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Different dance styles unite as one team

Years of dance experience helped Candace Washington create and coach the Biola Spirit Program.  |  Thecla Li / THE CHIMES

 

Director and head dance coach Candace Washington began building the Biola Spirit Program—formerly known as the Biola Dance Crew—back in 2013. What started from humble beginnings has grown immensely in the past few years.

“Just in the last three years, we’ve added cheer to that, which is why we have cheer now. And so this year, it’s considered the Biola Spirit program to be able to recognize all the teams involved,” Washington said.

PROGRESSION OF BIOLA SPIRIT

With interest in the dance team peaking, Washington noticed a desire among student dancers for a cheer division. She shared that her background as a Biola student dancer led her to empathize with the interest she observed. So, when students came to her asking if she would lead a cheer component to the team, she agreed.

“I had a lot of questions coming, saying, ‘Well, can you coach cheer too?’” Washington said. “Thinking of myself as a student at Biola, not always having somewhere official [where] we could dance and represent the school... I personally felt obligated and thought it would be a cool opportunity for those students to have a platform as well.”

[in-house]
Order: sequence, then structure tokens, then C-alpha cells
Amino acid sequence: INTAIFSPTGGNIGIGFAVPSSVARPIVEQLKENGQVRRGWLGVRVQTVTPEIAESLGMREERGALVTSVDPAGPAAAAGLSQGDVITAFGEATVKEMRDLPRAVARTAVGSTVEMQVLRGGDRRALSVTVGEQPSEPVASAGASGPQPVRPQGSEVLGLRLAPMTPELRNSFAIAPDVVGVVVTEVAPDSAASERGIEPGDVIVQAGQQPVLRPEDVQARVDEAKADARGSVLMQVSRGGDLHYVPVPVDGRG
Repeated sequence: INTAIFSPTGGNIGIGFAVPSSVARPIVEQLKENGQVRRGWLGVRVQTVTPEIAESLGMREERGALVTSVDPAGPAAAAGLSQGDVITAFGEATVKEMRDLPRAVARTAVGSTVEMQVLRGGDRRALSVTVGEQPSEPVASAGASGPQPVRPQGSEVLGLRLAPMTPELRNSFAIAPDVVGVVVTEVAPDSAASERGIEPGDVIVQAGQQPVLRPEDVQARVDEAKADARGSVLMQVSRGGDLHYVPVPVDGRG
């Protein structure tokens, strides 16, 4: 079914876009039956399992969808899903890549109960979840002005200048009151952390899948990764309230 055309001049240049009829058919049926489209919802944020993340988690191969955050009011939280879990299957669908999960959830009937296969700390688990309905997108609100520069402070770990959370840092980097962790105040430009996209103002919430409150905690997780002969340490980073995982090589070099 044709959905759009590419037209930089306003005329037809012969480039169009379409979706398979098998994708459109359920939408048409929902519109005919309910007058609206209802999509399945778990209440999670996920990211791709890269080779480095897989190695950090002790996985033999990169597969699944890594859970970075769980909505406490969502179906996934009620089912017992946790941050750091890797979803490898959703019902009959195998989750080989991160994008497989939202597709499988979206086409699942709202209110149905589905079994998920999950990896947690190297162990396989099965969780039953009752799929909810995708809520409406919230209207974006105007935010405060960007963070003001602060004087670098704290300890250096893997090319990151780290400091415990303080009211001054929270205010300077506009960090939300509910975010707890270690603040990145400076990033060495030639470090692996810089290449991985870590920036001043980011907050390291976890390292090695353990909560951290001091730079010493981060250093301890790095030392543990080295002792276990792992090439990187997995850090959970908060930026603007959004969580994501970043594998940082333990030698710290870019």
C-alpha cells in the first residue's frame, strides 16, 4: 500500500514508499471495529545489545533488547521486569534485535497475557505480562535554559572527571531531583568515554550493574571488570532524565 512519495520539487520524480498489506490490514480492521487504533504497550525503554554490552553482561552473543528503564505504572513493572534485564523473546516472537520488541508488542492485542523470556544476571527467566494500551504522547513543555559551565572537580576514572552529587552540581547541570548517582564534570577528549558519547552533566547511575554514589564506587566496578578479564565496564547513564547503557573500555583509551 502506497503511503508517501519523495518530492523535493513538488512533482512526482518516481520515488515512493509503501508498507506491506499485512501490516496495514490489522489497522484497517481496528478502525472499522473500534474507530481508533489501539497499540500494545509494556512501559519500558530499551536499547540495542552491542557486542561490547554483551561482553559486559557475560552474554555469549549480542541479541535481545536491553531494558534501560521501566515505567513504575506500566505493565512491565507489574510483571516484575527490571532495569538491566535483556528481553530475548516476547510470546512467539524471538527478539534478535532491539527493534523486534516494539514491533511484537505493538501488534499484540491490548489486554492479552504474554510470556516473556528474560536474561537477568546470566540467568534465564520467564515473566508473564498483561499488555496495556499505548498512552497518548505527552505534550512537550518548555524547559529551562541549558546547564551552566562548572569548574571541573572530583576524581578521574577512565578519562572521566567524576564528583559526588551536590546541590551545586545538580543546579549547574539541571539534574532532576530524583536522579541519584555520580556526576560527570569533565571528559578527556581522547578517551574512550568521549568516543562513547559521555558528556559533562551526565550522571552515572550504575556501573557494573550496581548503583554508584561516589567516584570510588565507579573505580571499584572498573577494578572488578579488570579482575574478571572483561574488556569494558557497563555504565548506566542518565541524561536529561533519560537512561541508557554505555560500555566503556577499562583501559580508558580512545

While Washington desires for the dance team’s impact to center around a love for Christ and reflecting that love through dance, the competitiveness of dance requires more involvement in events.

“My goal was to make the dance team a collegiate team that could be representing Biola and the ministry of dance, but also being able to represent the team in athletic events performing, and eventually do more community outreach events, which we’re working on for next year,” Washington said.

A LASTING IMPACT

Sophomore communication studies major Tatum Plyler found more than just a group of girls to dance with when she joined Biola Spirit. As an out-of-state student, she confidently calls her dance community a second family.

“It’s definitely something that’s bigger than just cheering at games, because when I came here new from out of state, it was like a family thing,” Plyler said.

The care Washington extends to the dance team spiritually and emotionally does not go unnoticed by the dancers. Senior elementary education major Kailani Reigh noted that Washington spends individualized time with the dancers as a way to express this affection.

“Candace does a really great job of making sure God is involved in this process,” Reigh said. “One of the big things that she does, is towards the end of the year, she has one-on-ones, and so she meets with everyone.”

The spiritual aspect of Biola’s culture extends to the dance team as well. Plyler recognizes Washington’s heart for blending faith and dance into an cohesive mix, and feels spiritually benefitted as a result.

“I definitely think this year, even more than last year, has been a lot more God-centered and family-oriented, just because, I feel like she tries even harder to bring us together and pour into us spiritually,” Plyler said. “I think I wouldn’t be the person I am without her, because she is such a mentor to all of us.”

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